American Reporter Expelled From China
PEKING (AP) _ An American journalist working for a French news agency was expelled from China on Friday, four days after he was ordered out of the country for his reporting on recent student protests.
The news agency, Agence France-Presse, said it was told by the Foreign Ministry that the expulsion of Lawrence MacDonald, 32, was ″already effective.″
Earlier Friday, authorities had ordered MacDonald to appear at a police station and told him to bring his passport.
AFP Peking bureau chief Bernard Degioanni said he and MacDonald’s wife, Hannah Moore, accompanied the reporter, but were not allowed into the station.
Degioanni said minutes later they saw MacDonald being driven off, ″leaving very fast″ in a police car apparently heading toward the airport.
The AFP office in Peking said it was told by the Foreign Ministry that MacDonald was being deported because AFP had ″refused to recall″ the journalist.
Police refused comment and no one answered the phone at the Foreign Ministry. Offices in China were closed Friday for the lunar new year holiday.
The Foreign Ministry has said the State Security Bureau, China’s intelligence agency, was handling the deportation.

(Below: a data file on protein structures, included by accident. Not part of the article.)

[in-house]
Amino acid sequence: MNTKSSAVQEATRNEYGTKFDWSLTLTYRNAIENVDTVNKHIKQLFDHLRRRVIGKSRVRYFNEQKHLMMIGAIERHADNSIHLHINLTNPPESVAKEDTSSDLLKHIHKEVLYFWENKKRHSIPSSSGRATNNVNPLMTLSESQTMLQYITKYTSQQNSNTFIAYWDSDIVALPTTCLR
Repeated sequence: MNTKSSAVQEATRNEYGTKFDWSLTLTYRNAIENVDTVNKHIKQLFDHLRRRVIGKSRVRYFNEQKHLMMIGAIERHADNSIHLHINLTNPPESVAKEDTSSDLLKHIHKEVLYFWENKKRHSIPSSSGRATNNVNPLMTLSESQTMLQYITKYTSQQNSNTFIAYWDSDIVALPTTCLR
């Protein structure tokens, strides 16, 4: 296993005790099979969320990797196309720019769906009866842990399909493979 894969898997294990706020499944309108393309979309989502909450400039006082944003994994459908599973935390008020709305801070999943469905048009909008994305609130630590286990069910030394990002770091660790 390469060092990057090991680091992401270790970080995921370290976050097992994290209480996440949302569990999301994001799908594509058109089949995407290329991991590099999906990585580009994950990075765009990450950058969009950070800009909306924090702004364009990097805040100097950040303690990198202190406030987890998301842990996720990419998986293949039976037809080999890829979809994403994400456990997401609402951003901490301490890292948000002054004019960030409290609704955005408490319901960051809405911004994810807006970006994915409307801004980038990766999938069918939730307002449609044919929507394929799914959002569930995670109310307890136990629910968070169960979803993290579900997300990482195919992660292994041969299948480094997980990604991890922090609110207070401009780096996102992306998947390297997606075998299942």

AFP was told Monday by the Foreign Ministry to transfer MacDonald from China because of activities incompatible with his status as a journalist during recent student protests.
MacDonald, of San Luis Obispo, Calif., has denied any wrondoing.
The official Xinhua News Agency said a Tianjin University student had been arrested by the State Security Bureau for ″secret collusion″ with MacDonald. It said the student had provided intelligence to the reporter, but gave no details.
MacDonald, who was vacationing in Hong Kong when he was ordered to leave China, returned to Peking on Tuesday with AFP’s Hong Kong-based regional director for Asia and the Pacific, Georges Biannic.
Biannic met with Foreign Ministry officials Wednesday and asked the Chinese to reconsider the decision, but the ministry rejected the appeal and said MacDonald had ″several days″ to leave the country.
AFP protested the expulsion order, saying it was a ″flagrant violation of the most elementary rules of the right to information.″
However, MacDonald reportedly had planned to leave the country on Tuesday.
The actions against MacDonald were a sign of official displeasure with how the Western press covered pro-democracy student demonstrations and the subsequent crackdown on intellectuals accused of espousing Western liberal thought.
MacDonald, one of four AFP correspondents in Peking, is fluent in Chinese and reported extensively about the student unrest. He is the second Western journalist in less than a year to be expelled after being accused of involvement in ″intelligence″ activities.
New York Times correspondent John Burns was deported last July after being held for six days on suspicion of gathering intelligence during a motorcycle trip through a restricted area of central China.